“We do not believe that the IRP Update is the appropriate forum for considerations of investment decisions such as Cholla 4 and we expect PacifiCorp to bring us these decisions in a timely manner in the future,” the commission wrote. “However, because of the timing of this investment decision it is of the utmost importance that we review it sooner than the next IRP.” So it mandated an IRP Update on this issue, which will be filed no later than six months following the final order in this proceeding.

Craig and Hayden:

PacifiCorp is a minority owner of the Craig and Hayden coal plants in Colorado. Although SCR is planned to be installed at Craig and Hayden between 2015 and 2017, PacifiCorp’s 2013 IRP does not include an action item related to these investments. Oregon commission staff proposed that within three months of the order in this proceeding, PacifiCorp will schedule and hold a confidential technical workshop to review existing analysis on planned Craig and Hayden environmental investments. “We adopt Staff’s proposed recommendation related to Craig and Hayden,” the commission wrote.

Wyodak:

The final Federal Implementation Plan (FIP) in Wyoming requires PacifiCorp to install SCR at its Wyodak coal plant by 2019. In staff’s memo for a March 17 public meeting, staff recommended a new action item for Wyodak which outlines inter-temporal and fleet analysis to be performed on Wyodak in the next IRP. In supplemental final comments, both CUB and the Sierra Club recognized that the final FIP in Wyoming requires the SCR equipment to be installed by 2019. Staff supported inclusion of the Wyodak analysis in the 2015 IRP, but said there should be some guidance around the type of analysis required.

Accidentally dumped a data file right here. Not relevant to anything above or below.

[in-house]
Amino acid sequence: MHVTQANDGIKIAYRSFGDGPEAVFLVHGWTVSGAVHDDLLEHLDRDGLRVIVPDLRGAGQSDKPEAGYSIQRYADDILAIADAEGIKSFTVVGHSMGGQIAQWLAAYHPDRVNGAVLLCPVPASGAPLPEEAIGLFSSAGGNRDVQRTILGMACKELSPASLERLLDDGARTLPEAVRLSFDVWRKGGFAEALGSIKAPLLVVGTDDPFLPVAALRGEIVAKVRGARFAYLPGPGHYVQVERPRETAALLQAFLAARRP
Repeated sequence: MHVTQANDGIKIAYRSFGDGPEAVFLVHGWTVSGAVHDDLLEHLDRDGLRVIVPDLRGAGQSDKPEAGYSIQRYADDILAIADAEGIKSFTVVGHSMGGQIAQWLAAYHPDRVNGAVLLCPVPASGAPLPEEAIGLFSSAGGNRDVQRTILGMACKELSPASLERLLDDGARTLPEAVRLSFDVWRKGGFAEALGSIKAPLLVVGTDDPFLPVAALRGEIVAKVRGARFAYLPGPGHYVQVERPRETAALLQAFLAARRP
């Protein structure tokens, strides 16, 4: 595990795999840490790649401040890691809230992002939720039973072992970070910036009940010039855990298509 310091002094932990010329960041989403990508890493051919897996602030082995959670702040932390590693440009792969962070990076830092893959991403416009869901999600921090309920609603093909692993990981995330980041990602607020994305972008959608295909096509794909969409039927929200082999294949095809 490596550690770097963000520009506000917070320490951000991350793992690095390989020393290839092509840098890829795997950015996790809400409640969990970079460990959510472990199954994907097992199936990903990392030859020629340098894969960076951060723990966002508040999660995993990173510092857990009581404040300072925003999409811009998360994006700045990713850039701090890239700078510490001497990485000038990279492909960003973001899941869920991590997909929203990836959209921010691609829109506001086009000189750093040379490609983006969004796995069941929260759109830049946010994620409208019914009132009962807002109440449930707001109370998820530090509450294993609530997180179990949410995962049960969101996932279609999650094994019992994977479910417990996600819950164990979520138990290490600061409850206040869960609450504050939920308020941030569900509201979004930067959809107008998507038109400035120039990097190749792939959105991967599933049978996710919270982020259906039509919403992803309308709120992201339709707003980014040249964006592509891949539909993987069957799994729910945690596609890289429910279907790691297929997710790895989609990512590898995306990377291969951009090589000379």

“We agree that the correct approach for the investment in a SCR for Wyodak by 2019 is to include a robust analysis in the 2015 IRP,” the commission said. “We also agree that it is important to establish expectations for the type of analysis we require in the 2015 IRP. Consistent with our decision on the coal analysis expected in the 2015 IRP, we conclude that Staff’s suggested frame of reference is an appropriate starting point for the stakeholders and Commission to consider in the workshops over the next six months. We adopt Staff’s recommendation with the caveat that Staff’s proposed analysis will be the starting point for discussions about analyzing the SCR investment at Wyodak, but that the workshops in the next six months may modify Staff’s proposed framework.”

About Barry Cassell 20414 Articles
Barry Cassell is Chief Analyst for GenerationHub covering coal and emission controls issues, projects and policy. He has covered the coal and power generation industry for more than 24 years, beginning in November 2011 at GenerationHub and prior to that as editor of SNL Energy’s Coal Report. He was formerly with Coal Outlook for 15 years as the publication’s editor and contributing writer, and prior to that he was editor of Coal & Synfuels Technology and associate editor of The Energy Report. He has a bachelor’s degree from Central Michigan University.